So the seven England caps, the tour of South Africa, the cup and league double, all the things that have passed him by during this unfortunate time are not worth even the mildest regret. What concerns Guscott is the here and now of Bath's First Division match at West Hartlepool this afternoon.
It seems it is only the rest of us who have felt the frustration of a year without the sublime skills of the finest centre in the land, though the fact that he is willing - even eager - to plunge straight into first- team action betrays that Guscott is in more of a hurry than he lets on. Not least, he is in his 30th year and there is a 29th England cap to be won against Romania next month.
As for the past year, it has merely reinforced Guscott's laudable view that there is a lot more to life than rugby football. 'What is, is,' he philosophised. 'It hasn't worried me at all. When you are given the information that an injury is going to be long term, there's nothing whatsoever you can do to change that. There is no miraculous cure.'
Guscott had returned from the 1993 Lions tour of New Zealand with a groin strain which ultimately developed into a chronic pelvic condition. He managed only two league appearances last season, the second against Gloucester on 2 October. His final game before today, his final breakdown, was against the South African Barbarians on 6 November.
There followed an operation and a recuperation so protracted that it gave rise to suggestions that Guscott was unhappy with the treatment he was receiving. This he now denies, though interestingly this week's decision to make himself available was his own rather than his doctors' and he still has six weeks of physiotherapy before his treatment will be complete.
The way Guscott tells it, he simply accepted the medical diagnosis and resigned himself to what others would have considered a miserable fate. 'Nigel Henderson (the Rugby Football Union surgeon) said at the very beginning that people recover from these injuries and there was no need to fear that my playing career would be in jeopardy,' he said.
Guscott has been training with Bath all season but not until this week did he put himself through a full physical work-out with the forwards. Whether he would have been better advised to have a more gentle reintroduction in the second team at Moseley is a good question, but the point for Bath is that, if he emerges hale and hearty from Hartlepool, he would then be ready for the all-important game against Leicester next Saturday.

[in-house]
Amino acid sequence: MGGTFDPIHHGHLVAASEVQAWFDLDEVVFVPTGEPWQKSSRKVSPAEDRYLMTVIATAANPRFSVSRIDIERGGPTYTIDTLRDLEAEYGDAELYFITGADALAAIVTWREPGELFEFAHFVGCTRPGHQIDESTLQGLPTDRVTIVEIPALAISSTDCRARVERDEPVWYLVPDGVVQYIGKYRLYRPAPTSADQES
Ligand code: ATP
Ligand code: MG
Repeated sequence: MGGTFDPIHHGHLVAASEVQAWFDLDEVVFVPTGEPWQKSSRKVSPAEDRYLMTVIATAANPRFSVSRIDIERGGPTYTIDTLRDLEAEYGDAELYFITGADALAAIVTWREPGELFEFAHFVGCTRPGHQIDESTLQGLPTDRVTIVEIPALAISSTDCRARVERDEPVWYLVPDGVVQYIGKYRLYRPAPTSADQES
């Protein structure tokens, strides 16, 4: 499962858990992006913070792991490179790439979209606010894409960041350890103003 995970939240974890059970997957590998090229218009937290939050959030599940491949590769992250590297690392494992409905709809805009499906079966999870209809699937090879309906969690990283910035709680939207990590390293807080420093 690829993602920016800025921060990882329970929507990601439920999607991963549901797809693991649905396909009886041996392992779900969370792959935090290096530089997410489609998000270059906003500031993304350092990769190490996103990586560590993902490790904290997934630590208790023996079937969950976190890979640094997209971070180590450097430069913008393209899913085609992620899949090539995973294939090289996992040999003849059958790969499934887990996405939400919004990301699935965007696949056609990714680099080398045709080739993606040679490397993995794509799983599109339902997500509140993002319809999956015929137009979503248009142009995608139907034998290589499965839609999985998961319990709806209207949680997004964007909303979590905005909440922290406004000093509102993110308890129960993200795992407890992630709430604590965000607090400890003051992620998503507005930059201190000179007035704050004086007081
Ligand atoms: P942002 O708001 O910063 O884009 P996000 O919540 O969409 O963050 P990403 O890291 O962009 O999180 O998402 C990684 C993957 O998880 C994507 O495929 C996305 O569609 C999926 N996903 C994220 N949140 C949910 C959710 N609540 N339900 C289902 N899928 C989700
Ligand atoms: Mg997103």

To anyone else, it would be a daunting prospect but to Guscott, with that characteristically insouciant air of his, it is almost as if today's - or next week's, for that matter - were just another game. Mind you, he does realise that everyone at Brierton Lane will be looking for something reminiscent of the Guscott of fond memory.
Not least among them, the England selectors. 'People can have their own opinions; I just want to get out and play,' Guscott said. 'There are going to be comparisons with how I played 12 months ago and 12 months before that. You are always judged by your highest performance and I don't mind that.
'I've had a year off and I can't really say how it will go because I'm straight back into the scene and playing competitive rugby again. The time for reflection is over and things will just have to take their natural course. I've played for England before and I hope to play again but I wouldn't say it's on my mind.'
In Guscott's case, 'highest performance' is positively Himalayan and he is all too aware of people's expectations before he has so much as taken the field. He began for England, remember, with three tries on his 1989 debut against Romania and two months later, when promoted to the Lions team who won the second Test in Australia, scored a try of sensational confidence and virtuosity, accelerating on to his own grubber-kick.
In those two matches he set a standard by which he would forever be judged and, however restrictive England's subsequent strategy may have been, he has usually lived up to it. The inspiration of an injury- free Jerry Guscott would therefore be of incalculable worth to England as they plot their course to next year's World Cup.
'I'm not even thinking about the World Cup yet,' he said. 'There is a league and cup campaign for Bath that is foremost in my mind and I don't think until the final Five Nations game when England play Scotland in March and the World Cup squad is then announced that I can start to do so.'
In any case, as Guscott points out, he has never been one for making long-term sporting plans and after his year-long sabbatical is still less inclined to do so. On the contrary, he is perfectly content to focus on the short term and, not withstanding the overwhelming attention, even denies being nervous about his comeback.
'It will be nice to get the first three or four weeks of playing out of the way - and then all the talk, all the speculation, all the conversations will be done and dusted and there will be another topic to write about.' He should be so lucky.
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